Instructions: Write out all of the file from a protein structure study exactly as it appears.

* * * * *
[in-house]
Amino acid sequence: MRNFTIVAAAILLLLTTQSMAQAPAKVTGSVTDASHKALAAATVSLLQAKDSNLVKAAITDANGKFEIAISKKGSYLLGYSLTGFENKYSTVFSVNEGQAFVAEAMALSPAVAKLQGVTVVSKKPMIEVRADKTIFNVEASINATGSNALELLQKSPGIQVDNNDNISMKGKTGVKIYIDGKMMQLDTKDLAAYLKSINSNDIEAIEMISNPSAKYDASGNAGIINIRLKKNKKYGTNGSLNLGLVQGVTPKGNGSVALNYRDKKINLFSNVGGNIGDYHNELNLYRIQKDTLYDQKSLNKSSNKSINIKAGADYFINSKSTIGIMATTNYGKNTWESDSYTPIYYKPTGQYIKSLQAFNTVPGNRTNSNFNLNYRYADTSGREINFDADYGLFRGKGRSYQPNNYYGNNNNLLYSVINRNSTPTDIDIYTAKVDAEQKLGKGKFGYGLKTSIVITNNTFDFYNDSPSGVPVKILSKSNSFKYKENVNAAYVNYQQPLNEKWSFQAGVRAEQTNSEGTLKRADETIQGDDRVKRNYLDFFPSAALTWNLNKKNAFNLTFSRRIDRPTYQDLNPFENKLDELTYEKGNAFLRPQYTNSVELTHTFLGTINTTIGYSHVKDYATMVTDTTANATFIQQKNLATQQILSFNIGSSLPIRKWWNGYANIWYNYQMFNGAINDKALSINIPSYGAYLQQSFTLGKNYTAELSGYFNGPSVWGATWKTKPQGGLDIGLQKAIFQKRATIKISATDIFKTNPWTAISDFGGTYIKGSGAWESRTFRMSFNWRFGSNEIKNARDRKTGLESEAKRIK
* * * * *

[in-house]
Amino acid sequence: MRNFTIVAAAILLLLTTQSMAQAPAKVTGSVTDASHKALAAATVSLLQAKDSNLVKAAITDANGKFEIAISKKGSYLLGYSLTGFENKYSTVFSVNEGQAFVAEAMALSPAVAKLQGVTVVSKKPMIEVRADKTIFNVEASINATGSNALELLQKSPGIQVDNNDNISMKGKTGVKIYIDGKMMQLDTKDLAAYLKSINSNDIEAIEMISNPSAKYDASGNAGIINIRLKKNKKYGTNGSLNLGLVQGVTPKGNGSVALNYRDKKINLFSNVGGNIGDYHNELNLYRIQKDTLYDQKSLNKSSNKSINIKAGADYFINSKSTIGIMATTNYGKNTWESDSYTPIYYKPTGQYIKSLQAFNTVPGNRTNSNFNLNYRYADTSGREINFDADYGLFRGKGRSYQPNNYYGNNNNLLYSVINRNSTPTDIDIYTAKVDAEQKLGKGKFGYGLKTSIVITNNTFDFYNDSPSGVPVKILSKSNSFKYKENVNAAYVNYQQPLNEKWSFQAGVRAEQTNSEGTLKRADETIQGDDRVKRNYLDFFPSAALTWNLNKKNAFNLTFSRRIDRPTYQDLNPFENKLDELTYEKGNAFLRPQYTNSVELTHTFLGTINTTIGYSHVKDYATMVTDTTANATFIQQKNLATQQILSFNIGSSLPIRKWWNGYANIWYNYQMFNGAINDKALSINIPSYGAYLQQSFTLGKNYTAELSGYFNGPSVWGATWKTKPQGGLDIGLQKAIFQKRATIKISATDIFKTNPWTAISDFGGTYIKGSGAWESRTFRMSFNWRFGSNEIKNARDRKTGLESEAKRIK